Patient advocacy beyond the dental chair
By mid-April, more than 8 million Americans had signed up for health insurance under the Affordable Care Act. As part of the federal health care reform law, insurance plans must now provide dental coverage for children. Since consumers started enrolling in the insurance plans in October 2013, Dr. Ashley Orynich, a graduate student in pediatric dentistry at Texas A&M University Baylor College of Dentistry, has assessed the care provided to youngsters through the program.
“We wanted to see if the type of health insurance exchange selected by a state had an effect on the quality of the pediatric dental benefit mandate,” says Orynich, referring to a component of insurance reform through the Affordable Care Act. States can choose to partner with the federal government to operate their exchange, let the federal government run it entirely or run their own online insurance exchange where residents shop for health care plans.
Orynich’s research isn’t intended solely for her master’s thesis, which will be complete in the fall. As the 2014 American Academy of Pediatric Dentistry Samuel D. Harris Research and Policy Fellow, her work will also be published in peer-reviewed publications, and she’ll present her findings to date to the organization’s board of trustees during the AAPD Annual Session in May.
The work has not been simple.
“It has literally been a moving target,” says Orynich, who wrote her proposal for the fellowship in fall 2012. She recalls one meeting in late October of that year. As soon as she and her thesis research mentor, Regents Professor Dr. N. Sue Seale, started discussing the topic, they decided to postpone the project and regroup the following week — after the presidential election.
“At the time there was a lot of uncertainty,” Orynich says. “We knew that dentistry would be affected, but in what capacity would depend on who became president. Once President Obama was re-elected, health care system changes were more likely to reflect those posed in the Affordable Care Act. The project had to react and evolve accordingly.
“Policy research is fun in that way, and that’s what makes it challenging. You begin with a general idea for the direction you think the project is going to go, but you have to be flexible and adaptable.”
Since being awarded the yearlong fellowship in spring 2013, Orynich has been privy to some extra resources for her master’s thesis beyond what is available to most graduate students.
In addition to having access to nationally recognized health policy experts, Orynich has traveled the country to interview sources in person thanks to funds awarded as part of the fellowship. She’s talked with lawmakers, pediatric dentists and AAPD representatives to get a feel for how the varying health care exchanges work where it matters most: delivery of care to pediatric patients.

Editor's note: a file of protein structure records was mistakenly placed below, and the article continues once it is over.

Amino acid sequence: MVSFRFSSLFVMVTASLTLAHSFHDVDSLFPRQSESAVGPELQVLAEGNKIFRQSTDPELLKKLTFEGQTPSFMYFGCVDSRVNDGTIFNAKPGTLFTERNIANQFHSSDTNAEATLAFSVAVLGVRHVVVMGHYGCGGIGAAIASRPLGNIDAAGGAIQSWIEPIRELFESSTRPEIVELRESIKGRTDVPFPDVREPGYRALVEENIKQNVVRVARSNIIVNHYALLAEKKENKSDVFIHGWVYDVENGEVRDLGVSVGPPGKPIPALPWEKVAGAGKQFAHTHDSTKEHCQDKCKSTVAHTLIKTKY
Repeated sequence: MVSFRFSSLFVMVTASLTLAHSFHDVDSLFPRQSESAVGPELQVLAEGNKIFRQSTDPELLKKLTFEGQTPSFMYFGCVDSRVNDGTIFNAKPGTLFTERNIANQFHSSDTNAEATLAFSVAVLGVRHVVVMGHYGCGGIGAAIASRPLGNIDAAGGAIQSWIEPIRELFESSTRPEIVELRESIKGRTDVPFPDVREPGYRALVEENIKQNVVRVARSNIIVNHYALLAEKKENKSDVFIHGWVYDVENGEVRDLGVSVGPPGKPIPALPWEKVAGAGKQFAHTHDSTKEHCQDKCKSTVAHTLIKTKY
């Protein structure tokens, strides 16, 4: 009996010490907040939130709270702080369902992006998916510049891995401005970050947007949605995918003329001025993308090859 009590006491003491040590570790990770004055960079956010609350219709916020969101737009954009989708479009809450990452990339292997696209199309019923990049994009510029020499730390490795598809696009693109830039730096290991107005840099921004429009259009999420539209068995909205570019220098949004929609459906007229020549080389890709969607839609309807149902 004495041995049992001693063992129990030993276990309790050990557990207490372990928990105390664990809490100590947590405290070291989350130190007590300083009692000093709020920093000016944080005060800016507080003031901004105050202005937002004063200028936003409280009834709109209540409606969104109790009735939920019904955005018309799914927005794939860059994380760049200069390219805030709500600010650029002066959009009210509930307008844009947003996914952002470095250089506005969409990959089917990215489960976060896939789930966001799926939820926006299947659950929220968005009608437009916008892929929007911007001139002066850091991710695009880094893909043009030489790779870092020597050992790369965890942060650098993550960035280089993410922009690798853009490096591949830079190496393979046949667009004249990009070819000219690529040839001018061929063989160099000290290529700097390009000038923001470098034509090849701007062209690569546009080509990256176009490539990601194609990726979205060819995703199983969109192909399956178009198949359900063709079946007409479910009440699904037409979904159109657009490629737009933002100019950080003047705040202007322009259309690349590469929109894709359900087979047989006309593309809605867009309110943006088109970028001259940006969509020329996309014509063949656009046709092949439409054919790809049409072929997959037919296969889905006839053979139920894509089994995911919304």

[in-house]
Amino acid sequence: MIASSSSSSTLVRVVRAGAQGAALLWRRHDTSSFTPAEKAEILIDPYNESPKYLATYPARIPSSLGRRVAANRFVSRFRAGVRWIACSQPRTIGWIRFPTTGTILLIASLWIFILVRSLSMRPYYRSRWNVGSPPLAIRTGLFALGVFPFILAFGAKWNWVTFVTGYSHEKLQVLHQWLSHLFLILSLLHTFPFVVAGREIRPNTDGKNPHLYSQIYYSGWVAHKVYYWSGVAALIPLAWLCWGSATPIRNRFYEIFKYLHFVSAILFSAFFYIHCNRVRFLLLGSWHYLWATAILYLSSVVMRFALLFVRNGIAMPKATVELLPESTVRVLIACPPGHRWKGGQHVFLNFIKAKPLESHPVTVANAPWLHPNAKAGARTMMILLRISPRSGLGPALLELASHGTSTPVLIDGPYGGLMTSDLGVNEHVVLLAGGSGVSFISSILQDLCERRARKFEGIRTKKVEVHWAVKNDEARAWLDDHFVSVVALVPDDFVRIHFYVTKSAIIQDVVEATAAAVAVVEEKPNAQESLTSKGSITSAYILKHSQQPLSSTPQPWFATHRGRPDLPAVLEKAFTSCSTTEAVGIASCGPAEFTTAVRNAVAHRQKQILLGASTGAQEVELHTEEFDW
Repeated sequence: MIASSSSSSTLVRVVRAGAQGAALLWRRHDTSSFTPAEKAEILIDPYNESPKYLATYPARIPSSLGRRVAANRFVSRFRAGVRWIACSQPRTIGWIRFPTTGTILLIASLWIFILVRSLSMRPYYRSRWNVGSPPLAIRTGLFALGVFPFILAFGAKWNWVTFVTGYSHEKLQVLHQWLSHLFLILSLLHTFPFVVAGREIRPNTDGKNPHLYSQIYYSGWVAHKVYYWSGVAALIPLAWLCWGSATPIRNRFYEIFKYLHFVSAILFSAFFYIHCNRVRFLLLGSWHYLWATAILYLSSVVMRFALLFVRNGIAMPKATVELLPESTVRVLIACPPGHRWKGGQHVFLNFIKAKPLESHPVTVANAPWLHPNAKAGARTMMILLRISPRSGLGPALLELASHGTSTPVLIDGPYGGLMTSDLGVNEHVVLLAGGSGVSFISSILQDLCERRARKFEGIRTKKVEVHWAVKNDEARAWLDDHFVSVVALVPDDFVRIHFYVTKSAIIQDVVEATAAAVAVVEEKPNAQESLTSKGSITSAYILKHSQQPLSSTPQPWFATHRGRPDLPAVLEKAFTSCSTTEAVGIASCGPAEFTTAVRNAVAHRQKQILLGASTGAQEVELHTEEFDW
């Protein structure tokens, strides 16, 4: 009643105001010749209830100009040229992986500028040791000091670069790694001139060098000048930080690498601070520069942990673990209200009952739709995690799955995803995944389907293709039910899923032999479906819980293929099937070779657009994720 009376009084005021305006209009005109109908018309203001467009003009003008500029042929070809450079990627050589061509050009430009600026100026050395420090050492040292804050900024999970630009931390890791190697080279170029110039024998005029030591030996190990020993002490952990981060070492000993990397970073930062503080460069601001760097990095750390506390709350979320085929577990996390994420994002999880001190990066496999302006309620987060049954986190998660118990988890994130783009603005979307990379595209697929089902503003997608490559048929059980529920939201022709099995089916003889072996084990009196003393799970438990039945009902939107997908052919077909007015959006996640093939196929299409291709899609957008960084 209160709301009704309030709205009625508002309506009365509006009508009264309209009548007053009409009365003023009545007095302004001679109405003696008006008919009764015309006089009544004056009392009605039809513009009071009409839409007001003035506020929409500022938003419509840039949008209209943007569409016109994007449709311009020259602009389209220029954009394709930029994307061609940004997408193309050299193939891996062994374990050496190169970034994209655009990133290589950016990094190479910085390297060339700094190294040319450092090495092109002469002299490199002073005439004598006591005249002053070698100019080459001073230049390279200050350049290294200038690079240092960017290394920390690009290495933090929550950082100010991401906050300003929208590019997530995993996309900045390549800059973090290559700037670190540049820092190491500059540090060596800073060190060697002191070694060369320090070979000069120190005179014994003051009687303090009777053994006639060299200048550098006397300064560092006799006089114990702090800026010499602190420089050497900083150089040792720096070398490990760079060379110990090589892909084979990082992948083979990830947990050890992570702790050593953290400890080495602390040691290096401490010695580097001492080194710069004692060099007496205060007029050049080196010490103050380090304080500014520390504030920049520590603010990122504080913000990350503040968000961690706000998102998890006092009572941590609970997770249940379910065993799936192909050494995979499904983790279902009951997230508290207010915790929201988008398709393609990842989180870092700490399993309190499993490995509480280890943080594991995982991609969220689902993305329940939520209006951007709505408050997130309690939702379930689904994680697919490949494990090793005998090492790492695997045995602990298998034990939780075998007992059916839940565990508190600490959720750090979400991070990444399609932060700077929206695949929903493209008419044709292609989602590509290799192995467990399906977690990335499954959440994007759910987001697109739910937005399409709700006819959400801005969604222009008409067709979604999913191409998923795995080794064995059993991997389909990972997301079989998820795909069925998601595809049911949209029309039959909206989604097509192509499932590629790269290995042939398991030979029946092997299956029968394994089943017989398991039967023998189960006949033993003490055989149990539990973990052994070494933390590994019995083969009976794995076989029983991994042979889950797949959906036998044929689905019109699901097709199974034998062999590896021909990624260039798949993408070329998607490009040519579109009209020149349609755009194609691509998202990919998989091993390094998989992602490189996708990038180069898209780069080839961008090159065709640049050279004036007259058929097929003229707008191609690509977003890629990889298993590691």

Scott Litch, chief operating officer and general counsel to the AAPD, is one of Orynich’s mentors and refers to her willingness to seek out state and federal level decision makers as “fearless.”
Litch directs the organization’s public policy efforts — including its political action committee — and analyzes legal and regulatory issues that impact pediatric dentists.
“While providing caring and excellent clinical care in the pediatric dental office is the goal of every pediatric dentist, there are so many public policy and social issues that also impact a child’s ability to establish a dental home and obtain excellent oral health,” Litch says.
“Therefore, a caring pediatric dentist is also engaged in such issues in their community as an advocate for children’s oral health.”
As part of the fellowship, Orynich also attended an Affordable Care Act conference in Chicago and the AAPD’s Public Policy Advocacy Conference in Washington, D.C., in March.
Amid concluding her research interviews, Orynich spent the week with a team of several Texas pediatric dentists and pediatric dental residents, jumping from meeting to meeting at House and Senate representatives’ offices, where she served as group spokesperson regarding the Affordable Care Act.
“I had completed this research in public policy, and there I was in real time experiencing what it meant to be a true advocate for my patients. It made me so proud to be a clinician,” says Orynich, whose interest in the field dates back to her first year at the Harvard School of Dental Medicine, where she received a dual degree in dentistry and her master’s in public administration from the Harvard Kennedy School of Government.
“It was inspiring to be around the pediatric dentists who have been fighting for the very advocacy issues I had been researching,” Orynich adds. “It was an obvious reminder of the need to be a clinician first and foremost while also understanding your patients’ needs and advocating for them. You don’t have to be a policy expert to do that.”
One of Orynich’s mentors, Dr. Paul Reggiardo, maintains a practice in Huntington Beach, Calif. An AAPD national spokesperson, he has worked with Orynich for the past year and in regulatory oral health activism for the last 20 years.
“We are not just the providers of pediatric dental care,” Reggiardo says. “Children and parents need to be able to depend upon us as knowledgeable experts and effective advocates whenever and wherever decision makers sit down to discuss or determine the nation’s oral health agenda.
“Dr. Orynich will make a difference in children’s lives, both at the dental chair and in the arena of public policy.”